# Can I approximate the variance of a ratio to the ratio of two variances?

I've been slowly working my way through problems in Casella and Burger's Statistical Inference and I stumbled upon this problem: I haven't been able to get past (a). I've tried using the approximation formulas derived from the Delta Method:

$$E[\frac{U}{V}] \approx \frac{E[U]}{E[V]}$$ $$\mathbb{and}$$ $$Var(\frac{U}{V}) \approx (\frac{E[U]}{E[V]})^{2}\cdot(\frac{Var(U)}{E(U)} - \frac{2Cov(U,V)}{E[U]\cdot E[V]} + \frac{Var(V)}{E[V]})$$ where U,V are random variables. Before I go on, observe that $$\frac{\sum(X_i Y_i)}{\sum X^{2}_i} = \beta + \frac{\sum(X_i \epsilon_i)}{\sum(X^{2}_i)}$$ Approximating our expectation, we obtain $$E[\beta + \frac{\sum(X_i \epsilon_i)}{\sum(X^{2}_i)}]=\beta$$ since $X_i$ and $\epsilon_i$ are independent of each other and $E[\epsilon_i]=0$. Now, if I proceed the following, I get variance of 0 using the approximation formula I have up top: $$Var(\beta + \frac{\sum(X_i \epsilon_i)}{\sum(X^{2}_i)})=Var(\frac{\sum(X_i \epsilon_i)}{\sum(X^{2}_i)})\approx 0$$ which seems remarkably unlikely. Thus, I am wondering if it is possible to have the following approximation given the independence of our samples:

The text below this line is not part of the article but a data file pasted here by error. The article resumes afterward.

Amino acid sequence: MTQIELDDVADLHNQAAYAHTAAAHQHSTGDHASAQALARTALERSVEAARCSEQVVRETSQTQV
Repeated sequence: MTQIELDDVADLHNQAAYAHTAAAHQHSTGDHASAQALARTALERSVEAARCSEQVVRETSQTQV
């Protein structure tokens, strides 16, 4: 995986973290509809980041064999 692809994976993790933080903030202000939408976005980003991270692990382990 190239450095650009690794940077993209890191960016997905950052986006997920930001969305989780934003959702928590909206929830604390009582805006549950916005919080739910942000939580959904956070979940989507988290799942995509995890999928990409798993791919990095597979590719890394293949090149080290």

$$Var(\frac{\sum(X_i \epsilon_i)}{\sum(X^{2}_i)})\approx\frac{Var(\sum(X_i \epsilon_i))}{Var(\sum(X^{2}_i))}$$

If this is indeed possible, would someone be kind enough to give an explanation as to why?

## 1 Answer

$$Var( X_i\epsilon_i)= E[(X_i\epsilon_i)^2]-(E[X_i\epsilon_i])^2 =EX_i^2 \times E\epsilon_i^2-0=(\mu^2+\tau^2)\sigma^2$$

## Corrected formula:

$$Var(\frac{U}{V}) \approx (\frac{E[U]}{E[V]})^{2}\cdot(\frac{Var(U)}{(E(U))^2} - \frac{2Cov(U,V)}{E[U]\cdot E[V]} + \frac{Var(V)}{(E[V])^2})$$

and hence in this case(since $$EU=0$$):

$$Var(\frac{U}{V}) \approx \frac{Var(U)}{(E(V))^2} = \frac{n(\mu^2+\tau^2)\sigma^2}{(n(\mu^2+\tau^2))^2} = \frac{\sigma^2}{n(\mu^2+\tau^2)}$$

• Oh god. So I was fried and wrote the formula out wrong. -_- Thank you, rightskewed! – Savage Henry Sep 26 '15 at 6:50